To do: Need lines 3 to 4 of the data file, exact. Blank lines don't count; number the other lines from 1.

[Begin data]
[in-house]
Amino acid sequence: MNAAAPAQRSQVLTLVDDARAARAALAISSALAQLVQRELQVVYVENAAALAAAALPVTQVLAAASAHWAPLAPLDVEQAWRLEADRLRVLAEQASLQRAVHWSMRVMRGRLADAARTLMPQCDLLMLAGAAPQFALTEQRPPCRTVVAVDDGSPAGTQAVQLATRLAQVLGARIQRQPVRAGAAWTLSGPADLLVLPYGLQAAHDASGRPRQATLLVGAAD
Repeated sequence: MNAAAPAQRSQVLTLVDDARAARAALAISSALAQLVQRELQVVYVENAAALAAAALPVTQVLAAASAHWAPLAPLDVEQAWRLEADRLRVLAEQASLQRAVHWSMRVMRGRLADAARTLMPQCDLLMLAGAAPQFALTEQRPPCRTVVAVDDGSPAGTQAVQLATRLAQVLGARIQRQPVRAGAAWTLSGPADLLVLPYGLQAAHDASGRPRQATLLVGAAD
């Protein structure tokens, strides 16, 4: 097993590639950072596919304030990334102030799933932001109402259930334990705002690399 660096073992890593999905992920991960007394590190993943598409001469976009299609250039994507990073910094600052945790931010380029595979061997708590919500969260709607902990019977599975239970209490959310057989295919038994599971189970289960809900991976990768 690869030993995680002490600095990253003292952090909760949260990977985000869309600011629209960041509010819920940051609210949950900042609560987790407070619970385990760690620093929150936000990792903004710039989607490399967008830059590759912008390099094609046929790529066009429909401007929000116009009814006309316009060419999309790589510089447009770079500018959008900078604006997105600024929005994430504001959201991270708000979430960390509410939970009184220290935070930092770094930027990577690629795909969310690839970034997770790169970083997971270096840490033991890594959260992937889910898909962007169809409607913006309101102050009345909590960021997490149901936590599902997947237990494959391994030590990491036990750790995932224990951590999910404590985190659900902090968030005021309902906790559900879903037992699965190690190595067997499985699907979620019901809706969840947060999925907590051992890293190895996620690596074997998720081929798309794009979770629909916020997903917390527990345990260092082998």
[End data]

Repeated sequence: MNAAAPAQRSQVLTLVDDARAARAALAISSALAQLVQRELQVVYVENAAALAAAALPVTQVLAAASAHWAPLAPLDVEQAWRLEADRLRVLAEQASLQRAVHWSMRVMRGRLADAARTLMPQCDLLMLAGAAPQFALTEQRPPCRTVVAVDDGSPAGTQAVQLATRLAQVLGARIQRQPVRAGAAWTLSGPADLLVLPYGLQAAHDASGRPRQATLLVGAAD
């Protein structure tokens, strides 16, 4: 097993590639950072596919304030990334102030799933932001109402259930334990705002690399 660096073992890593999905992920991960007394590190993943598409001469976009299609250039994507990073910094600052945790931010380029595979061997708590919500969260709607902990019977599975239970209490959310057989295919038994599971189970289960809900991976990768 690869030993995680002490600095990253003292952090909760949260990977985000869309600011629209960041509010819920940051609210949950900042609560987790407070619970385990760690620093929150936000990792903004710039989607490399967008830059590759912008390099094609046929790529066009429909401007929000116009009814006309316009060419999309790589510089447009770079500018959008900078604006997105600024929005994430504001959201991270708000979430960390509410939970009184220290935070930092770094930027990577690629795909969310690839970034997770790169970083997971270096840490033991890594959260992937889910898909962007169809409607913006309101102050009345909590960021997490149901936590599902997947237990494959391994030590990491036990750790995932224990951590999910404590985190659900902090968030005021309902906790559900879903037992699965190690190595067997499985699907979620019901809706969840947060999925907590051992890293190895996620690596074997998720081929798309794009979770629909916020997903917390527990345990260092082998």